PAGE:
The Costs of Alzheimer's Disease

Contributed by: Dennis Fortier, President, Medical Care Corporation

With the intensity of current discussions on Healthcare reform, I am re-posting this earlier comment (from March 23) on the costs of AD and Dementia. The figures may surprise you.

March 23, 2009 - This week has seen extensive media coverage of a report from the National Alzheimer's Association stating that the annual costs of care for an Alzheimer's patient are triple the cost of an elderly person without Alzheimer's Disease. These figures are very consistent with a bevy of other studies indicating a similar cost differential but can viewed with more clarity from another perspective.

First, it is useful to compare the demented elderly vs. the non-demented elderly as opposed to Alzheimer's patients vs. non-Alzheimer's patients. This adds clarity because the driver of the cost increase is the presence of dementia, regardless of its cause (Alzheimer's is the cause of about 65%, vascular disease 20%, Parkinsons/Lewy Body and all others 15%).

Second, since these diseases cross all socio-economic strata, some of the afflicted pay for their own institutional care while others rely on public support programs. As such, aggregating figures that include the costs of institutionalization muddies the view.

Here are the figures comparing the costs of medical services (physician appointments, hospital stays, procedures, and medications) for demented vs. non-demented people aged 65-74:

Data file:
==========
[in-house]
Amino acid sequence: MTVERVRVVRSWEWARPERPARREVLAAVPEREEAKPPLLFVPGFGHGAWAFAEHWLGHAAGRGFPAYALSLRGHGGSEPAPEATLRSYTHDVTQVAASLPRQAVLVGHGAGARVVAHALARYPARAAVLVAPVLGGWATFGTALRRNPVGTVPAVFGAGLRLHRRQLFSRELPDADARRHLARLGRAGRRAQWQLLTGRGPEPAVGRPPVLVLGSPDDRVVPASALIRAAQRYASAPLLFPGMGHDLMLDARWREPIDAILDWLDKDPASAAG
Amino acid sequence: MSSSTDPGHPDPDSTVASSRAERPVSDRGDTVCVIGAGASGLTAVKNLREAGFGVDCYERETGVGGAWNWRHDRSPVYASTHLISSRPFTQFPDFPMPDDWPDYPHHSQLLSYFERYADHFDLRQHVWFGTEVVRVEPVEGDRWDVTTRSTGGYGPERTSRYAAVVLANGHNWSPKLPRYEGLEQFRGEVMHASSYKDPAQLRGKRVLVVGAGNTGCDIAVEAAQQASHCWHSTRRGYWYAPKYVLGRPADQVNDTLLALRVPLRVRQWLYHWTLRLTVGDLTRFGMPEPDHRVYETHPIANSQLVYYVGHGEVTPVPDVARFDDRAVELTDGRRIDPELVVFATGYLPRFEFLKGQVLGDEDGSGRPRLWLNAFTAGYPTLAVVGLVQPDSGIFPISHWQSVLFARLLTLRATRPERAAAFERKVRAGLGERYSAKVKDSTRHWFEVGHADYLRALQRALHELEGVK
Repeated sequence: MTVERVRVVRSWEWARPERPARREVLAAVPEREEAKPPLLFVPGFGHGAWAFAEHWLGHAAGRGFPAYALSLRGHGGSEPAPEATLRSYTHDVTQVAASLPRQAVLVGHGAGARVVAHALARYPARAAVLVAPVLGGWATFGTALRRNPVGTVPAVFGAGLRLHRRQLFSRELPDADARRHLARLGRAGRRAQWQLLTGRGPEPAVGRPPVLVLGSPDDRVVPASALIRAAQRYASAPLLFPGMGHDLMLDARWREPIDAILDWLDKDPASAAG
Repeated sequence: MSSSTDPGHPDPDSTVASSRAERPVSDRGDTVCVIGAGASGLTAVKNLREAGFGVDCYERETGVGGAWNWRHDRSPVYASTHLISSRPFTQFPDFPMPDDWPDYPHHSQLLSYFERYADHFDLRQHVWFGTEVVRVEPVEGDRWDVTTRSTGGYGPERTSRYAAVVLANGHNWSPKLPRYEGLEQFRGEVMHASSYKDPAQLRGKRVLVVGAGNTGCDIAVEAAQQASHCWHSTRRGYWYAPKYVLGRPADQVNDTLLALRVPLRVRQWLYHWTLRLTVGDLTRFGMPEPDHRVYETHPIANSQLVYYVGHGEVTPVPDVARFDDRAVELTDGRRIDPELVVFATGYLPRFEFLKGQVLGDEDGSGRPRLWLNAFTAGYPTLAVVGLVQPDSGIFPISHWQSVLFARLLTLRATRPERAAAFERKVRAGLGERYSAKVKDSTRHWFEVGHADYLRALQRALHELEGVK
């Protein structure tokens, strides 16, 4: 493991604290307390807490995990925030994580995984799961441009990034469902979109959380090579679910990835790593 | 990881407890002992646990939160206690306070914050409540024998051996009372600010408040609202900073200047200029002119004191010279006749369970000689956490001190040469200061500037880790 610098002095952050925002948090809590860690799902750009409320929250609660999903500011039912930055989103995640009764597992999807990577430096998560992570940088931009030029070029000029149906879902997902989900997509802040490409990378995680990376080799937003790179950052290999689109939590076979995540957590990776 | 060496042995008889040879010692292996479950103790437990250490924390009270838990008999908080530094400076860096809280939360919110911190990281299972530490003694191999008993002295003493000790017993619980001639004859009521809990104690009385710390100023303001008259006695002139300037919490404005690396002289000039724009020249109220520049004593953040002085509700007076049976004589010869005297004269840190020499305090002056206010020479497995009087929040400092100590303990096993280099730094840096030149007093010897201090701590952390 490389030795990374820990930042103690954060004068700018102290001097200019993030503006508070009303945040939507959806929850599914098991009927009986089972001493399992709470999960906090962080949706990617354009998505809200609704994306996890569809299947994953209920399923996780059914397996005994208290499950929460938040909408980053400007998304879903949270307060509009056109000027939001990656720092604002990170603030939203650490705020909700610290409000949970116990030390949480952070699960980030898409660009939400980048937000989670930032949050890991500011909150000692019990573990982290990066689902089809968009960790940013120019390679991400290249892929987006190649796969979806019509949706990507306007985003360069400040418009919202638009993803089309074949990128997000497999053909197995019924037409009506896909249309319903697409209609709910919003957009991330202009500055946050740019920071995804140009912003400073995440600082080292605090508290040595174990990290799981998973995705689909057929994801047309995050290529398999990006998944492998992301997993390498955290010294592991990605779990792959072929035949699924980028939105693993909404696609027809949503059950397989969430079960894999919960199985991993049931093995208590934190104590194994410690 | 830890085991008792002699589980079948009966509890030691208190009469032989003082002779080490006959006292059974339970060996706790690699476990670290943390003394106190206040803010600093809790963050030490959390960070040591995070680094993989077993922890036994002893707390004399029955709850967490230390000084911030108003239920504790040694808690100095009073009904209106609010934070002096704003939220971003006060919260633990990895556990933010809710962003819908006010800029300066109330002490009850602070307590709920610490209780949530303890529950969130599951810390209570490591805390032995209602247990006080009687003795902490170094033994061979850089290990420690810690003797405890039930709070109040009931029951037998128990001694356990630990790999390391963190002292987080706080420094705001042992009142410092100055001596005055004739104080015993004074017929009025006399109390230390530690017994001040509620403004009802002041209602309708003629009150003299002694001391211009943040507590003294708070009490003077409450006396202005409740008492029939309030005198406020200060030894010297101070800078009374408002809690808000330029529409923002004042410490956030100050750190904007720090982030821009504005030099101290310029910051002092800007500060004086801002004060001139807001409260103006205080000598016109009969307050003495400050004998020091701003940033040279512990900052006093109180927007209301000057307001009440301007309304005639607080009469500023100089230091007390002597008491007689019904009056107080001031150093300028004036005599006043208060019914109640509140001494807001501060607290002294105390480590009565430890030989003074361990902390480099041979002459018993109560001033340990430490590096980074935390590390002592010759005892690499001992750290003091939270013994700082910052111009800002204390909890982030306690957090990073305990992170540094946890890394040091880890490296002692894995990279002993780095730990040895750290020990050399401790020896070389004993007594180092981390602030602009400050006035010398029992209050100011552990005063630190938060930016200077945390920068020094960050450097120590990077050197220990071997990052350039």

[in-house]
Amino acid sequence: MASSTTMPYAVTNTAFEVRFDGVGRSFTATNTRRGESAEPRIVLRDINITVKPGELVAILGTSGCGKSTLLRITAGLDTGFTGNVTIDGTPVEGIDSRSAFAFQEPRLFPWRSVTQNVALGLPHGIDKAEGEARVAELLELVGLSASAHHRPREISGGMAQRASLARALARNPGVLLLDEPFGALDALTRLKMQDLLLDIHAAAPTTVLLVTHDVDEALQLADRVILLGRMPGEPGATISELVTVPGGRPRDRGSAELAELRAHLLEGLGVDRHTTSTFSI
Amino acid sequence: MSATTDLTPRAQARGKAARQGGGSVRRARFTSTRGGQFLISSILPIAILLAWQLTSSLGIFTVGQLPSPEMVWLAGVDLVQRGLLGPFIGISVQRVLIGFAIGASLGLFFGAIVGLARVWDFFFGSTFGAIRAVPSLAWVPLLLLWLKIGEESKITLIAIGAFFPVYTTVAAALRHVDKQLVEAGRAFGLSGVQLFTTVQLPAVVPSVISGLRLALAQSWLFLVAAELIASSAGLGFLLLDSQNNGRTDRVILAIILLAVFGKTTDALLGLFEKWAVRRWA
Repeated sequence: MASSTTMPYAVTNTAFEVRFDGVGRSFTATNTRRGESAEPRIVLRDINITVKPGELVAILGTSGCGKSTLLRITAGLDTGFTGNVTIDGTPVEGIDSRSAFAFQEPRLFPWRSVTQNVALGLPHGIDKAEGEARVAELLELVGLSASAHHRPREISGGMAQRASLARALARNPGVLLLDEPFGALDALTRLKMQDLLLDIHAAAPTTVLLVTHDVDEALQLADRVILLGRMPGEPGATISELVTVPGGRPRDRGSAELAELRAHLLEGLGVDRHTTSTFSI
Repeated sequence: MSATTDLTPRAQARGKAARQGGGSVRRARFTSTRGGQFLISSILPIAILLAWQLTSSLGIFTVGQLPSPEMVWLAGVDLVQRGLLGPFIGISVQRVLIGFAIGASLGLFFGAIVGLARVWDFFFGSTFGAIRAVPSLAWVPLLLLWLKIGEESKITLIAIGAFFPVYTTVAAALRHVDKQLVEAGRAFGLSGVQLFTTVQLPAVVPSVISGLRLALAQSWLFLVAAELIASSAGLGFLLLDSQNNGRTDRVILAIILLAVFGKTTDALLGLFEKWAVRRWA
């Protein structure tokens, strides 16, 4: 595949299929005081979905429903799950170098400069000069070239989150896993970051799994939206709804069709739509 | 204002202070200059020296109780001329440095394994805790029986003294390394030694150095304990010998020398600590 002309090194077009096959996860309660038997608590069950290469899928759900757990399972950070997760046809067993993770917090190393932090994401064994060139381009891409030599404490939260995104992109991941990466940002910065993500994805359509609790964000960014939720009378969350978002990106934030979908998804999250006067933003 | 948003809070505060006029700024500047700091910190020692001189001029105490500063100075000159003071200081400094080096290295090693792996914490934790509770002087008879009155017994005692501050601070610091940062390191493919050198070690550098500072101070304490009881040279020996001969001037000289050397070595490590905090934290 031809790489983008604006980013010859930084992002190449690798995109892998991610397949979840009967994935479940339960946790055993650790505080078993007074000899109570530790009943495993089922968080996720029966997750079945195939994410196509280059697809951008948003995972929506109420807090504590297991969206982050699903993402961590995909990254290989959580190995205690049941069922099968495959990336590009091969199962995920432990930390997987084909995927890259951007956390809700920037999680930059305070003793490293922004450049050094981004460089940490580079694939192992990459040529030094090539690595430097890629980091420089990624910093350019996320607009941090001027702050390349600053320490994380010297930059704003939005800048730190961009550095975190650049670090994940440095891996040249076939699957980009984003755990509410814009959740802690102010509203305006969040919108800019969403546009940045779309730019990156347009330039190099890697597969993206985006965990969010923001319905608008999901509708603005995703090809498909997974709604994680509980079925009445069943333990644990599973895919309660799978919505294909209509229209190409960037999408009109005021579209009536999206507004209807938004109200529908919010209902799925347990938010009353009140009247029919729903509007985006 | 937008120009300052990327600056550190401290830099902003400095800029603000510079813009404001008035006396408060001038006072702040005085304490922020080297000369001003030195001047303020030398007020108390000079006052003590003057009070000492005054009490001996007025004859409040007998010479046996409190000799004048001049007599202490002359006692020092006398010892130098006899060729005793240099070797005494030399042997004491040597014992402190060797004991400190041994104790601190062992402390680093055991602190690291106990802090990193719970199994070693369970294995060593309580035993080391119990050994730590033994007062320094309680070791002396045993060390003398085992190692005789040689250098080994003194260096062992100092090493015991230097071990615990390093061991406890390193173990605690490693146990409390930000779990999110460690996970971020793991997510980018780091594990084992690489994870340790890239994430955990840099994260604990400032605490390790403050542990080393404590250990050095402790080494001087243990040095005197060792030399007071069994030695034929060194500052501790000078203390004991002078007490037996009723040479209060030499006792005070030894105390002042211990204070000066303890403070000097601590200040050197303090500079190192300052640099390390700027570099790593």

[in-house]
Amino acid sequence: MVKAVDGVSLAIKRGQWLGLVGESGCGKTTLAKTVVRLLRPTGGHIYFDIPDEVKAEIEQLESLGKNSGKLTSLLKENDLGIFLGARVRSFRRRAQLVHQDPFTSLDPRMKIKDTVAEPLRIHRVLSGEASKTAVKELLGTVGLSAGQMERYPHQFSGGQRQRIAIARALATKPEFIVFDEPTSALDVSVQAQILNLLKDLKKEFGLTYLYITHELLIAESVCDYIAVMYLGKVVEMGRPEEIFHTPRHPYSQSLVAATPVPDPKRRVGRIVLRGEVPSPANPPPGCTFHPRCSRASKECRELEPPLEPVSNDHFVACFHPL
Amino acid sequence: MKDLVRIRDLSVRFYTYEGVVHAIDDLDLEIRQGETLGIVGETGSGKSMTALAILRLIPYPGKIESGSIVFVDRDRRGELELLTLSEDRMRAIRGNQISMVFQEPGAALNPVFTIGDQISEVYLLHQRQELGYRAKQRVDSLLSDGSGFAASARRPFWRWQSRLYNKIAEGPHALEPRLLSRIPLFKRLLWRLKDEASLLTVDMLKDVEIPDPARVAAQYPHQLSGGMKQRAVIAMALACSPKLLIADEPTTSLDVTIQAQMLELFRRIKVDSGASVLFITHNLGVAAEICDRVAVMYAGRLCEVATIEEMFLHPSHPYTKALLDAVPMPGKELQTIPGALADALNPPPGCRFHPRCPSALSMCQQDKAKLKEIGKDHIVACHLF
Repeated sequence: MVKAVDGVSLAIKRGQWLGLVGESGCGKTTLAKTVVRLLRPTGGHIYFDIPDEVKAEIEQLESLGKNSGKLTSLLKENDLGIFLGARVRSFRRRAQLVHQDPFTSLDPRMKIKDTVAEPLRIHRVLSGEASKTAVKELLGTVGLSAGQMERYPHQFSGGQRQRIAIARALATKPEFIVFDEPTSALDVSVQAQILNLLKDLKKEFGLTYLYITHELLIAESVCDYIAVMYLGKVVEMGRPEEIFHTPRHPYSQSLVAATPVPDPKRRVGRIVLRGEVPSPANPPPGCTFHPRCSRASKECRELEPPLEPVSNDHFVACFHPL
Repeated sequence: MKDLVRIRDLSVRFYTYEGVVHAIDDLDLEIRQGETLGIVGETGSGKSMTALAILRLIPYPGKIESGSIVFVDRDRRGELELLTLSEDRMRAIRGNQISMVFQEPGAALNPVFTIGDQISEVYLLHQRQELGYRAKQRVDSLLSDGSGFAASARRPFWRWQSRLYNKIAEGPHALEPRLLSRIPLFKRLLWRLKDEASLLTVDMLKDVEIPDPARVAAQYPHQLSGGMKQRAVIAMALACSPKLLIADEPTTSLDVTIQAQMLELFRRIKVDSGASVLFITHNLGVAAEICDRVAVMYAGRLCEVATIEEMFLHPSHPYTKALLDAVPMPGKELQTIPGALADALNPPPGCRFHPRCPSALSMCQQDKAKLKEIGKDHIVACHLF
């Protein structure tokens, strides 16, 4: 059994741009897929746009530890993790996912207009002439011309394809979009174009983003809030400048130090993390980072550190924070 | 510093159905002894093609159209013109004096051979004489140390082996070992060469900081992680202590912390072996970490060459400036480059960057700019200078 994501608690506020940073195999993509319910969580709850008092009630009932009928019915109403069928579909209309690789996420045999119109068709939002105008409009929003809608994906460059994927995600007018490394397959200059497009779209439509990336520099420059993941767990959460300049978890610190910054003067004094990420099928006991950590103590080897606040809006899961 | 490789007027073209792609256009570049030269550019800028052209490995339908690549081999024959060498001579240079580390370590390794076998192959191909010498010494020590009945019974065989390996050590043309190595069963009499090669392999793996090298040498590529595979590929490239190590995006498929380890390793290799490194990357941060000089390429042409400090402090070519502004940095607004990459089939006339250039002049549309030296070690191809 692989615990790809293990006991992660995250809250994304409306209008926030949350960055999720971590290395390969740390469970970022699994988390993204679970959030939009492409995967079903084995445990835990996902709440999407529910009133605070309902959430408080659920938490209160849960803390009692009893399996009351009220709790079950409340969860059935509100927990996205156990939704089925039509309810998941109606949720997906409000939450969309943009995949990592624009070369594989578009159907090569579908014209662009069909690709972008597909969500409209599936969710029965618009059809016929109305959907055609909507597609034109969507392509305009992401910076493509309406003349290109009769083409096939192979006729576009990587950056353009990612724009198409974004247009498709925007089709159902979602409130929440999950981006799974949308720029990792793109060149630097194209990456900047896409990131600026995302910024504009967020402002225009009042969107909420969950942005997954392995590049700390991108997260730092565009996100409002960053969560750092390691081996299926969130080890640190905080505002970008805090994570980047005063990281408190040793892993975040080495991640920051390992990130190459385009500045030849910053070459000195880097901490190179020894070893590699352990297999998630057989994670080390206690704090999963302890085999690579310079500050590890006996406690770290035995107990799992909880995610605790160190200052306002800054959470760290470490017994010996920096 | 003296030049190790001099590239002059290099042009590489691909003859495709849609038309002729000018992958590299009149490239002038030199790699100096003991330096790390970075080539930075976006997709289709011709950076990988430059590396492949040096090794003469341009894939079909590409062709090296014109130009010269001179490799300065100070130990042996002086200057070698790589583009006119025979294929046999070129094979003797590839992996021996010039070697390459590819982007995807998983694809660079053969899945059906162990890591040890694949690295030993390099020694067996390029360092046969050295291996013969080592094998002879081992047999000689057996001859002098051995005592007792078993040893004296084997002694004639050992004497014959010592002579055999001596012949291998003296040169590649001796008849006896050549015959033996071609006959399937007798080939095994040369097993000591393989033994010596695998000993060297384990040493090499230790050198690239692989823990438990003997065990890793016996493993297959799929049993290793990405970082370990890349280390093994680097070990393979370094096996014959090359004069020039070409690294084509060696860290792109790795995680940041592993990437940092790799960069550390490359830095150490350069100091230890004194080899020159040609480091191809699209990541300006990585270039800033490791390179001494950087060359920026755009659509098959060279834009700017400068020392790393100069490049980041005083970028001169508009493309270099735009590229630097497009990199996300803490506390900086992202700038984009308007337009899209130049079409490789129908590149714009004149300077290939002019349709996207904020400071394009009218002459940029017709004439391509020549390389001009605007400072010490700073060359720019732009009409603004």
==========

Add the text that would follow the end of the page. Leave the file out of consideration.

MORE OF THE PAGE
Average Annual Cost of Non-Demented: $3,851
Average Annual Cost of Demented: $15,998

The demented are more costly by a factor of 4.2. However, it is very rare for an elder, demented person to be completely free of other chronic conditions. Chronic conditions require management via thorough and consistent self-care which is often difficult when coupled with dementia. As such, it is the combination of dementia and other chronic diseases that drives costs most impressively.

Consider these figures showing prevalence of four common chronic medical problems in the aged 65-74 population:

29% Coronary Heart Disease (CHD)
28% Congestive Heart Failure (CHF)
23% Diabetes
17% Chronic Obstructive Pulmonary Disease (COPD)

Now look at the costs associated with these medical problems when combined with dementia compared to the costs associated with those problems in cognitively vital elders:

Dementia +CHD - $27,237 ($10,894 no dementia)
Dementia + CHF - $34,304 ($17,993 no dementia)
Dementia + Diabetes - $24,392 ($7,469 no dementia)
Dementia + COPD - $28,463 ($12,059 no dementia)

It is clear that dementia drives higher utilization of medical services, especially when combined with other common medical problems. Of course, figures associated with the cost of institutionalized care (and informal care giving) make the picture all the more bleak but this view is perhaps the most clear.

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